Not true.  The most recent version of Simulator Z reduced rail speeds by 20% to 30%, with the biggest reductions coming in the heaviest used rails - subways, el rail, and commuter rail.  All of these are now significantly lower than the original Maxis speeds.  The monorail is now equal to the original Maxis speed; I can't really drop it any lower since it serves HSR and BTM as well.  Also, roads and avenues are currently 10 kph lower than in Simulator A.  There are no plans to raise any other speeds.

I'd just change the cap and leave the speeds alone. The lessened congestion will provide enough speed advantage.

Speed and capacity go together for similar networks.  Not only is this a basic law of traffic engineering and physics, as mentioned in my original post, but it's reflected in the highways and RHW as well.

Quote
How about this time lowering the speeds of roads and avenues instead?

See the reference to your post below...

Quote
On the other hand, I would also want to hear from Alex if and how this would affect the NWM... ;)

I would as well.  That's one of the reasons I put in a detailed analysis of his home town.  But this proposal has been made in light of information I received from him recently about the workings of NWM.  Alex has already said that he thought that some increase in the one-way road capacities and speeds would be OK for NWM; the question at this point is how much.  I have tried to propose a realistic amount, and there will be plenty of time to discuss it and test it.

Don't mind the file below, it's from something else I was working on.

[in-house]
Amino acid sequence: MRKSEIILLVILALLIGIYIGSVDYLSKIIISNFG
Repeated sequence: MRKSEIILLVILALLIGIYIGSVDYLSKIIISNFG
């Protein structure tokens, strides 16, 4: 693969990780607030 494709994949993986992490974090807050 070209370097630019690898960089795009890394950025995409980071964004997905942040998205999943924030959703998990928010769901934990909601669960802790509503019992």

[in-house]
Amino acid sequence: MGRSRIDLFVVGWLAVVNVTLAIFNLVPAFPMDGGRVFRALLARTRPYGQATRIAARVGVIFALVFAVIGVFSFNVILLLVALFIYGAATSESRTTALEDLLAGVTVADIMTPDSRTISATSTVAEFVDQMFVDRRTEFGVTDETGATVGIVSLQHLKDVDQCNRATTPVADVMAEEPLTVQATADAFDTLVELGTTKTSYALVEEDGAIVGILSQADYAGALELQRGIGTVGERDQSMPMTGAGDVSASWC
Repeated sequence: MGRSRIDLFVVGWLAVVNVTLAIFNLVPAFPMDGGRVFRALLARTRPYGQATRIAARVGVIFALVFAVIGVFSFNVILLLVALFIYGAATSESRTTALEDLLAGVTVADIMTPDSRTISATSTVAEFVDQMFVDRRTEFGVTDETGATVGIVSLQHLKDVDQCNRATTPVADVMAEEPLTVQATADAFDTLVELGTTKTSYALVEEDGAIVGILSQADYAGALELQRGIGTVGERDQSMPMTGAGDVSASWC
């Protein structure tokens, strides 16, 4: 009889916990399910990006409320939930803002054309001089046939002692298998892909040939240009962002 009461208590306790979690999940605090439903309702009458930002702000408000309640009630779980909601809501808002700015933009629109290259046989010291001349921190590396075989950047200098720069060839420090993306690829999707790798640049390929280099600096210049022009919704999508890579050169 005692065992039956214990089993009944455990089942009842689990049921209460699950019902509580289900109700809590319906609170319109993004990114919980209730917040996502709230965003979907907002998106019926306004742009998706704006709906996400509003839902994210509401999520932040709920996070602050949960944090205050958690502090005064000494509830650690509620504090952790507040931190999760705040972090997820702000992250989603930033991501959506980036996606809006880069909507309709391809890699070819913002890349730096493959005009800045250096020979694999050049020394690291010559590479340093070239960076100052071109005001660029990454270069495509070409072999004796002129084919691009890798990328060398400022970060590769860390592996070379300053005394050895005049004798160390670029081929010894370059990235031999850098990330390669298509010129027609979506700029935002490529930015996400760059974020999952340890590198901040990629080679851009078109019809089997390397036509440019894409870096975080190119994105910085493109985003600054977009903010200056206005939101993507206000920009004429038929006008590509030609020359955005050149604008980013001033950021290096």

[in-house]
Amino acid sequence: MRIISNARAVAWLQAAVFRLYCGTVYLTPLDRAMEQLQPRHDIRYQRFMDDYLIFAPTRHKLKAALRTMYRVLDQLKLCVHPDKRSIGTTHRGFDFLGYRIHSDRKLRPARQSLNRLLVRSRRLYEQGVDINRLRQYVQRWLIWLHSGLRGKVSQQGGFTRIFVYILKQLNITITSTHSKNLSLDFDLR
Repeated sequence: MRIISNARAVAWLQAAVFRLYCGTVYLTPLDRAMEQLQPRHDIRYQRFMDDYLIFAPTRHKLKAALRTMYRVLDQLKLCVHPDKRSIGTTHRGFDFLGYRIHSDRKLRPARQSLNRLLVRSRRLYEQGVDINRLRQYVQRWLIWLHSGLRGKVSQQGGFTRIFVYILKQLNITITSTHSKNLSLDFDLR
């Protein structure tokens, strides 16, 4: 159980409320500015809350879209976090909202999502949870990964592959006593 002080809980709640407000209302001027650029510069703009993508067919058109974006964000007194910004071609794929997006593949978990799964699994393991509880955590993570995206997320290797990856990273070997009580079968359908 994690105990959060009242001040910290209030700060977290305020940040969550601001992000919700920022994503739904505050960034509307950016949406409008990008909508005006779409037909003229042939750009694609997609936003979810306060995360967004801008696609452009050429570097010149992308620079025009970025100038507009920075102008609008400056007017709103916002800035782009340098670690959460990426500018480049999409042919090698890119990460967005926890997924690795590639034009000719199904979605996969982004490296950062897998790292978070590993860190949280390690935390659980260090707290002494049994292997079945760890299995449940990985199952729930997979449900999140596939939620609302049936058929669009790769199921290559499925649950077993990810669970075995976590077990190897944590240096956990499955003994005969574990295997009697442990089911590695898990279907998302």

Read this post and the rest of that thread... :)

Yes, I've been thinking a lot about that post since it was made.  Basically, one of the points you make is that you get better mass transit usage with a wider spread of vehicle speeds, which is true.  But Simulator Z was starting to suffer from too much MT usage; this was a result of using Perfect Pathfinding.  I was getting complaints about roads being almost deserted, and not enough customers for businesses.  Hence the speed reduction, and people seem uniformly happy with the results.  Speeds are now pretty realistic (at least in terms of top speed) across the board.  I think that this was Maxis' original intent, but it had to spread the speeds out when it raised the PH to .09.  The changes I'm proposing to one-way roads simply bring realistic behavior to the one part of speeds and capacity where it has been sorely lacking.  Extensive testing has shown that the rest of the current speed structure works well for the simulator.  Lowering road and avenue speeds, as you suggested above, would bring back the car usage and business customer problems.
« Last Edit: November 27, 2009, 03:31:34 PM by z »

Offline ldog

Re: Traffic Simulator Z Development
« Reply #369 on: November 27, 2009, 05:34:55 PM »
Speed and capacity go together for similar networks.  Not only is this a basic law of traffic engineering and physics, as mentioned in my original post, but it's reflected in the highways and RHW as well.